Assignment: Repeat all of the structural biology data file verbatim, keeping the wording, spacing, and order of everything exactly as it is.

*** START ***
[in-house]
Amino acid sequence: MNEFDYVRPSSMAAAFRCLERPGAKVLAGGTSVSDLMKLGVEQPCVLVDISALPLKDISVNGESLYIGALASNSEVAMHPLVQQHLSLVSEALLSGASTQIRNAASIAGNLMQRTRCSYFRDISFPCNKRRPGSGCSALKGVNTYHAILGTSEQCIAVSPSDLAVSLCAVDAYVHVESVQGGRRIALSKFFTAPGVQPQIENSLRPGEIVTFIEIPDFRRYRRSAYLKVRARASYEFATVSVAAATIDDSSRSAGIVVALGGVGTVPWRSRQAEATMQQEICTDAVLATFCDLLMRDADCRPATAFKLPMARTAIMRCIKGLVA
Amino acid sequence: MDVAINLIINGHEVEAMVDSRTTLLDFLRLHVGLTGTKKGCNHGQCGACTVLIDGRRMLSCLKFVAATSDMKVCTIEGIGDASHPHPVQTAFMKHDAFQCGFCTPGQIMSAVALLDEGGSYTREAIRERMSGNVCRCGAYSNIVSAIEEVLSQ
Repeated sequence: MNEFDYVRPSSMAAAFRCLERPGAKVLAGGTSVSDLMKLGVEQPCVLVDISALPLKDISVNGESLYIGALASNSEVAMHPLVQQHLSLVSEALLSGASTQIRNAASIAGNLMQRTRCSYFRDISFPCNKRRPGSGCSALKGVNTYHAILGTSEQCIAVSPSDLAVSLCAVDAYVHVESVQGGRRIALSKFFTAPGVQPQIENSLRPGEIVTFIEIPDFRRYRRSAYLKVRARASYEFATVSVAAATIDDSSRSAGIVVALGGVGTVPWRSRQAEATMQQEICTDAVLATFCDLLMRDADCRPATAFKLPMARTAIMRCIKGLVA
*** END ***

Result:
[in-house]
Amino acid sequence: MNEFDYVRPSSMAAAFRCLERPGAKVLAGGTSVSDLMKLGVEQPCVLVDISALPLKDISVNGESLYIGALASNSEVAMHPLVQQHLSLVSEALLSGASTQIRNAASIAGNLMQRTRCSYFRDISFPCNKRRPGSGCSALKGVNTYHAILGTSEQCIAVSPSDLAVSLCAVDAYVHVESVQGGRRIALSKFFTAPGVQPQIENSLRPGEIVTFIEIPDFRRYRRSAYLKVRARASYEFATVSVAAATIDDSSRSAGIVVALGGVGTVPWRSRQAEATMQQEICTDAVLATFCDLLMRDADCRPATAFKLPMARTAIMRCIKGLVA
Amino acid sequence: MDVAINLIINGHEVEAMVDSRTTLLDFLRLHVGLTGTKKGCNHGQCGACTVLIDGRRMLSCLKFVAATSDMKVCTIEGIGDASHPHPVQTAFMKHDAFQCGFCTPGQIMSAVALLDEGGSYTREAIRERMSGNVCRCGAYSNIVSAIEEVLSQ
Repeated sequence: MNEFDYVRPSSMAAAFRCLERPGAKVLAGGTSVSDLMKLGVEQPCVLVDISALPLKDISVNGESLYIGALASNSEVAMHPLVQQHLSLVSEALLSGASTQIRNAASIAGNLMQRTRCSYFRDISFPCNKRRPGSGCSALKGVNTYHAILGTSEQCIAVSPSDLAVSLCAVDAYVHVESVQGGRRIALSKFFTAPGVQPQIENSLRPGEIVTFIEIPDFRRYRRSAYLKVRARASYEFATVSVAAATIDDSSRSAGIVVALGGVGTVPWRSRQAEATMQQEICTDAVLATFCDLLMRDADCRPATAFKLPMARTAIMRCIKGLVA